For some reason, probably having to do with the environment or diet or lifestyle, these days women with the mutation are getting the cancers at an earlier age than their mothers’ and grandmothers’ generations.
By: Masha Gessen
I spent the day of August 21, 1992, driving to a mountainous desert town whose name, in the scorching heat and fine dust, was a seductive mockery:
I woke up at four that morning, in the bedroom of a rental bungalow, with a wave of nausea pushing its way up to my burning throat. I stumbled to the bathroom, drank from the tap and threw cold water on myself, washing my face and head clumsily, then looked at my bloated face in the mirror and wondered how two margaritas could have done this to me. I went back to bed and next opened my eyes at a few minutes before seven, without a trace of a hangover but with a sudden wakefulness I could not fight. With hours to kill before the meetings began, I tried going out for a walk in the desolation of
A strange male voice answered the phone.
“Papa?” I asked, knowing that it was not.
“Hold a minute,” the man said nervously, and a moment later my father came on the line.
My mother was dead. The man answering the phone was a policeman who had come to fill out a report, which, as it turned out, was a necessary part of letting someone die at home.
My mother had been diagnosed with breast cancer two years earlier. By the following summer, it had already spread to her bones, and then it got to her liver and killed her.
My mother had last woken up at seven that morning — four o’clock in
The second time the physical relationship proved itself was on January 28, 2004, at a coffee bar in
BRCA stands for “breast cancer.” BRCA1 and BRCA2 are two genes known to play a role in the development of breast and ovarian cancer. The caller was a genetic counselor
Something had gone wrong between me and my mother, something so profound and so old that I find it difficult to describe. There was no tragic fight, no horrible misunderstanding. For as long as I can remember, we simply felt like strangers, not particularly intimate ones except by virtue of circumstance: We happened to live together. Nothing between us was ever unconditional, not even our physical proximity. I left home at fifteen.
My mother died before we had had much chance to claim our tiny islands of common ground: before I wrote anything she — also a writer and a translator — would have enjoyed reading, before I translated my first book, using what I had learned from watching her work, and before I too became a mother. When I started writing professionally, she said proudly, “My genes have won out.” I remember being surprised, and silently dissenting: I did not doubt my mother’s gifts, but I never believed they were also mine. I counted on more — and less. My mother was a more talented writer, a more diligent reader, and a more enterprising student. She was also handicapped by a desperate fear of people, and that fear could turn routine communication into a feat of heroism. She died at forty-nine, still gifted but not accomplished: Even if by external measure she could be considered successful, she felt anonymous and overlooked. I think that long-ago conversation with my colleagues in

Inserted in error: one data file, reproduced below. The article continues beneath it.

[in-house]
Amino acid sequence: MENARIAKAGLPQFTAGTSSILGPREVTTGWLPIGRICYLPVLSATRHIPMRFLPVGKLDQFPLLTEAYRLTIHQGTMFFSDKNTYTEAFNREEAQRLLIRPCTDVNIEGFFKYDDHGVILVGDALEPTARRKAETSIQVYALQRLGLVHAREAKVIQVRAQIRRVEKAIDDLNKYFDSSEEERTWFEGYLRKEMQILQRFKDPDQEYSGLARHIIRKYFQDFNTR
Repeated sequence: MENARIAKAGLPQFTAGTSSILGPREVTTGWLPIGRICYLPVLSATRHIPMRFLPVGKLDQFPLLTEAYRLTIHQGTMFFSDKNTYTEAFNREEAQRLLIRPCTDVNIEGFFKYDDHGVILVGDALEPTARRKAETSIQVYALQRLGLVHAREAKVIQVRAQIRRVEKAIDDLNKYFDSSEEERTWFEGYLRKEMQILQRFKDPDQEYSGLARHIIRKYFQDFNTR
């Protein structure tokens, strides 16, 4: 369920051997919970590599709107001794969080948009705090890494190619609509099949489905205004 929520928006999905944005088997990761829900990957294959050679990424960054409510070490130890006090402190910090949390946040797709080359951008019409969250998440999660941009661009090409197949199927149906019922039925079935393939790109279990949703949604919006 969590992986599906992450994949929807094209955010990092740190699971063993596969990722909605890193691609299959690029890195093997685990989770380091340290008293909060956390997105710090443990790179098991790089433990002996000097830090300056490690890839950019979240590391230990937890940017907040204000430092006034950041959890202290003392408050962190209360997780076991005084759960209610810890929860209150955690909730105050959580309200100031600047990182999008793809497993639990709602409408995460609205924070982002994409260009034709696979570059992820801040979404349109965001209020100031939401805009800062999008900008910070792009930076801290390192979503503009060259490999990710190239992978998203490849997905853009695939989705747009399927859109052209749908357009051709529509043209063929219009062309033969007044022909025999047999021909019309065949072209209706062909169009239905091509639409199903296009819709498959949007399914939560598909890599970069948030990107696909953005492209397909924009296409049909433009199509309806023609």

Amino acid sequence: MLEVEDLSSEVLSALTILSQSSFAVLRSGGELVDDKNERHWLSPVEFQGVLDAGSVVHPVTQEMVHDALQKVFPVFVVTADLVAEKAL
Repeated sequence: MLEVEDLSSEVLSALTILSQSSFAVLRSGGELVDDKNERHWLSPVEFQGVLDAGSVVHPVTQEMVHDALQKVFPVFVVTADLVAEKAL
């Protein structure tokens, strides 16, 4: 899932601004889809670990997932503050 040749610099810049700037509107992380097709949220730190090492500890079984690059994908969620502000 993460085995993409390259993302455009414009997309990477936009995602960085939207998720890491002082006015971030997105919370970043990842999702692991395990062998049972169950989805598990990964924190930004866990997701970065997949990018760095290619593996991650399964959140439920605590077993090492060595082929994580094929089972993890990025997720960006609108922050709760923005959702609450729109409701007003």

I learned the basics of the story of my flaw. I carry a genetic mutation that kills women early — earlier and earlier with each generation — through breast and ovarian cancer. “My” gene was identified about two years after my mother died and ten years before I tested positive for the mutation. It seems to be a gene that works as a tumor suppressor — unless it is damaged, as it was in my mother’s case and is in mine. The hereditary roulette works as follows. For most people, the genome consists of one pair of sex chromosomes (XX in women and XY in men) and twenty-two pairs of chromosomes called autosomal, plus mitochondrial DNA, which is something of a separate story. The autosomal chromosomes contain two copies of every gene, one inherited from the mother and one from the father. The BRCA1 gene resides on chromosome 17. Those born with a mutation have one normal copy and one damaged one. A child born to a parent who has a mutation has a 50 percent chance of inheriting it. If a female child inherits a BRCA1 mutation, her lifetime risk of breast cancer may be as high as 85 percent, and the risk of ovarian cancer may go up to more than 50 percent. For some reason, probably having to do with the environment or diet or lifestyle, these days women with the mutation are getting the cancers at an earlier age than their mothers’ and grandmothers’ generations.
If a fetus inherits two bad copies of a BRCA gene — one from each parent — it will not be viable. A girl baby who is born with only one defective copy of the gene will not develop cancer as long as the other copy is functioning. But when the “good” copy also suffers a mutation — as, it seems, will happen in most cases — cancer will develop, and the disease may be more aggressive than in people without such mutations. A male child with the mutation may also eventually develop breast cancer, but this happens far less frequently. The risk of cancer goes up steadily with age: about 20 percent by age forty, 40 percent by age fifty. Rarely do women under thirty develop the cancer, and the chances of cancer only pass the 50 percent mark at around the age of fifty-five. So throughout human history, a woman would most likely become sick after she had given birth to and raised her children. For modern women, particularly western Jewish professional ones who have children later, the mutation may bring cancer before the child-rearing years are past.
Copyright Â© 2008 by Masha Gessen
About the Author:
Gessen is a journalist who has written for Slate, Seed, the New Republic, the New York Times, and other publications. Her latest book is Blood Matters, Published by Harcourt, April 2008. She is also the author of two previous books.